The UK has 1% of the world’s population but 20% of all CCTV surveillance cameras. So there’s a good chance you have cameras in your workplace too.
The law does allow employers to monitor employees including CCTV, but it is important to have clear rules in place and remember your obligations under the Data Protection Act.
Big brother is watching you
There should be a clear business reason for implementing CCTV in your workplace rather than other less intrusive methods. Reasons for installing surveillance might include:
- prevention of theft
- prevention of violence
- prevention of other forms of misconduct, for example, damage
- compliance with Health & Safety rules.
If, for example, you put CCTV cameras in the workplace because you want to stop theft, the footage captured should only be used for that specific purpose.
Inform the ICO
You need to inform the Information Commissioner’s Office (ICO) of what you are doing and the reasons for implementing CCTV in your workplace.
Make employees aware
When you install CCTV, you should make employees aware that they are being recorded by displaying clear signs in the areas where it is in operation.
It is important that you notify employees of the reason for CTTV in the workplace and explain that you have explored other options, but considered that this was the most effective and proportionate way. You should clearly explain how information is being kept secure, who will have access to the footage, how long the recordings will be kept after being captured, whether it will affect all employees or just a few, etc.
You should not use CCTV surveillance in areas where employees would reasonably expect to be private, for example in toilets or changing rooms. Additionally, you should only be capturing footage of the workplace, not adjacent streets or the neighbouring vicinity.
Subject access requests
Under the Data Protection Act, employees are entitled to make a “subject access request” regarding personal data about themselves. This includes the right to see CCTV recordings. They can request:
- what personal data is being processed
- what it is being used for
- who it is being disclosed to or could potentially be disclosed to.
You can charge up to £10 to deal with this request and must comply with the request within 40 days. Contact your Employment Law Adviser for advice on this.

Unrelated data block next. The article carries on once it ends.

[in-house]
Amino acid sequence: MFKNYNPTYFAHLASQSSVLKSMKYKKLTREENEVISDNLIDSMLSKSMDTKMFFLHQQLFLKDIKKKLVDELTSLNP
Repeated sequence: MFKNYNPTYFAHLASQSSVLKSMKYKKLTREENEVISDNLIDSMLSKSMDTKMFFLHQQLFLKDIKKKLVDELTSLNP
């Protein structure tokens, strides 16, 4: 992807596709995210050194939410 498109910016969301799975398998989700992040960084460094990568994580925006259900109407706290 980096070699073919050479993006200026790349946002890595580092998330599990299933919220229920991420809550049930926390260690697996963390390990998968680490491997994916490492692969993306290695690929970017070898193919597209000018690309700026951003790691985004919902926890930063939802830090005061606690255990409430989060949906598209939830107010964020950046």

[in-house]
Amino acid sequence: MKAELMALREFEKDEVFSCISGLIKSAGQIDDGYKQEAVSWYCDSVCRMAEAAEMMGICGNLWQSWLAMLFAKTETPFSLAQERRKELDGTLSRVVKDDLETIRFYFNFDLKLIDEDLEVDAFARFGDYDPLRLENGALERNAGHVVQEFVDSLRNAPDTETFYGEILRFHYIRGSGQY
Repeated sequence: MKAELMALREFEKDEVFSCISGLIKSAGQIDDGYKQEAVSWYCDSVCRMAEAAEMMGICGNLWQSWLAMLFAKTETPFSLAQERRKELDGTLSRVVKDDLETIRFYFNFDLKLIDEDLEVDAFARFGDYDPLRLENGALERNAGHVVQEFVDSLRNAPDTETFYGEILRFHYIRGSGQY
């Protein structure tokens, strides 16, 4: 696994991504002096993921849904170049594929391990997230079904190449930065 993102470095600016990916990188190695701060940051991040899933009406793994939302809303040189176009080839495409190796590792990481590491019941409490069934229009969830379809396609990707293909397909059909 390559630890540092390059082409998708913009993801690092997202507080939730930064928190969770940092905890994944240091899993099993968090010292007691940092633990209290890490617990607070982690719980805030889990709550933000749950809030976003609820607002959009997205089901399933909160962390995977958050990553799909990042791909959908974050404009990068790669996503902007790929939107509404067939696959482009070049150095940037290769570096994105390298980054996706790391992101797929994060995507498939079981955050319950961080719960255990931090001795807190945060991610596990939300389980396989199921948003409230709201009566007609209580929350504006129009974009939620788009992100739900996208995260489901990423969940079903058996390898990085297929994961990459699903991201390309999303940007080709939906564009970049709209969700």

Covert monitoring should not be the norm. The ICO say that it is rarely justified and should only be used in exceptional circumstances. It needs to be sanctioned by a member of senior management, who is satisfied that there are grounds for suspecting criminal activity or equivalent malpractice and that informing people of the monitoring would “prejudice its prevention or detection”.
Some other key points are:
- You should undertake a written impact assessment to determine whether it is justified.
- Make sure that any covert monitoring is strictly targeted at obtaining evidence within a set timeframe and that it does not continue after the investigation is complete.
- Refrain from undertaking surveillance in areas which employees would genuinely and reasonably expect to be private.
- If you decide to use a private investigator, there must be a contract that ensures the investigator only gathers evidence in a way that satisfies and fulfils the employer’s duties under the Data Protection Act.
- The information obtained through covert monitoring should only be used for the prevention or detection of criminal activity or equivalent malpractice. All other information should be ignored, unless it exposes something that no employer could reasonably be expected to ignore.
If you wish to implement CCTV in your workplace or are considering covert monitoring, contact your Ellis Whittam Employment Law Adviser who will be able to guide you.